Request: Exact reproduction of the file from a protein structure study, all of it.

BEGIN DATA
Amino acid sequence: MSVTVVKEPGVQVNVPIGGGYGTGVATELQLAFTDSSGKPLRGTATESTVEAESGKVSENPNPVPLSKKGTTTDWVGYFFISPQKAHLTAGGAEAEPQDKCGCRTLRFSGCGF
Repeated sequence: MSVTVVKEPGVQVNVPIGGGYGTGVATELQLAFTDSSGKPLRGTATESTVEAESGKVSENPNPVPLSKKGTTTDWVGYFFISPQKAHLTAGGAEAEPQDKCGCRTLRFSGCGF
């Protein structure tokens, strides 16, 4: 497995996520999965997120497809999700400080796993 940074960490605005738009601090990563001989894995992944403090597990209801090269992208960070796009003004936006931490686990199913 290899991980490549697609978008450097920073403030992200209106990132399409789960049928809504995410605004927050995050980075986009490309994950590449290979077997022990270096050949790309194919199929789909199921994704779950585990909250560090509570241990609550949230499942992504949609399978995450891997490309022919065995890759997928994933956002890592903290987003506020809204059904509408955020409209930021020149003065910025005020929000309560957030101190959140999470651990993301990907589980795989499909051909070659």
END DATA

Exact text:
Amino acid sequence: MSVTVVKEPGVQVNVPIGGGYGTGVATELQLAFTDSSGKPLRGTATESTVEAESGKVSENPNPVPLSKKGTTTDWVGYFFISPQKAHLTAGGAEAEPQDKCGCRTLRFSGCGF
Repeated sequence: MSVTVVKEPGVQVNVPIGGGYGTGVATELQLAFTDSSGKPLRGTATESTVEAESGKVSENPNPVPLSKKGTTTDWVGYFFISPQKAHLTAGGAEAEPQDKCGCRTLRFSGCGF
């Protein structure tokens, strides 16, 4: 497995996520999965997120497809999700400080796993 940074960490605005738009601090990563001989894995992944403090597990209801090269992208960070796009003004936006931490686990199913 290899991980490549697609978008450097920073403030992200209106990132399409789960049928809504995410605004927050995050980075986009490309994950590449290979077997022990270096050949790309194919199929789909199921994704779950585990909250560090509570241990609550949230499942992504949609399978995450891997490309022919065995890759997928994933956002890592903290987003506020809204059904509408955020409209930021020149003065910025005020929000309560957030101190959140999470651990993301990907589980795989499909051909070659």